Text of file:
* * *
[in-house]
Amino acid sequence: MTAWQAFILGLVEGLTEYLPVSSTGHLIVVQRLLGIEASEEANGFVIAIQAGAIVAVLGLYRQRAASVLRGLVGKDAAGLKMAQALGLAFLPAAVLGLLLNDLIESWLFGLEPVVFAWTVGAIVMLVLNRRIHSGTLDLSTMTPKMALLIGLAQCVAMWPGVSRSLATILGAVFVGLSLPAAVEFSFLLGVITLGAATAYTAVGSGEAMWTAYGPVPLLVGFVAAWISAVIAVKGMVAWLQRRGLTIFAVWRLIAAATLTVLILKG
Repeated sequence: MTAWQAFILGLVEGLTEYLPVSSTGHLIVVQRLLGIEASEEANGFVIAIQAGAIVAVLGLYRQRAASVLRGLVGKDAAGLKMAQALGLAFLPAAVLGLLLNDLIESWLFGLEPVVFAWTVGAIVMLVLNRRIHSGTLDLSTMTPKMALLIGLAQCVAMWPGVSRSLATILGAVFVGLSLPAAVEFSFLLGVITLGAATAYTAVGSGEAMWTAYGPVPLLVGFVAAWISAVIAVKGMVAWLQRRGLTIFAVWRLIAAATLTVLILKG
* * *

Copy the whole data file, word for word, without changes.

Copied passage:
[in-house]
Amino acid sequence: MTAWQAFILGLVEGLTEYLPVSSTGHLIVVQRLLGIEASEEANGFVIAIQAGAIVAVLGLYRQRAASVLRGLVGKDAAGLKMAQALGLAFLPAAVLGLLLNDLIESWLFGLEPVVFAWTVGAIVMLVLNRRIHSGTLDLSTMTPKMALLIGLAQCVAMWPGVSRSLATILGAVFVGLSLPAAVEFSFLLGVITLGAATAYTAVGSGEAMWTAYGPVPLLVGFVAAWISAVIAVKGMVAWLQRRGLTIFAVWRLIAAATLTVLILKG
Repeated sequence: MTAWQAFILGLVEGLTEYLPVSSTGHLIVVQRLLGIEASEEANGFVIAIQAGAIVAVLGLYRQRAASVLRGLVGKDAAGLKMAQALGLAFLPAAVLGLLLNDLIESWLFGLEPVVFAWTVGAIVMLVLNRRIHSGTLDLSTMTPKMALLIGLAQCVAMWPGVSRSLATILGAVFVGLSLPAAVEFSFLLGVITLGAATAYTAVGSGEAMWTAYGPVPLLVGFVAAWISAVIAVKGMVAWLQRRGLTIFAVWRLIAAATLTVLILKG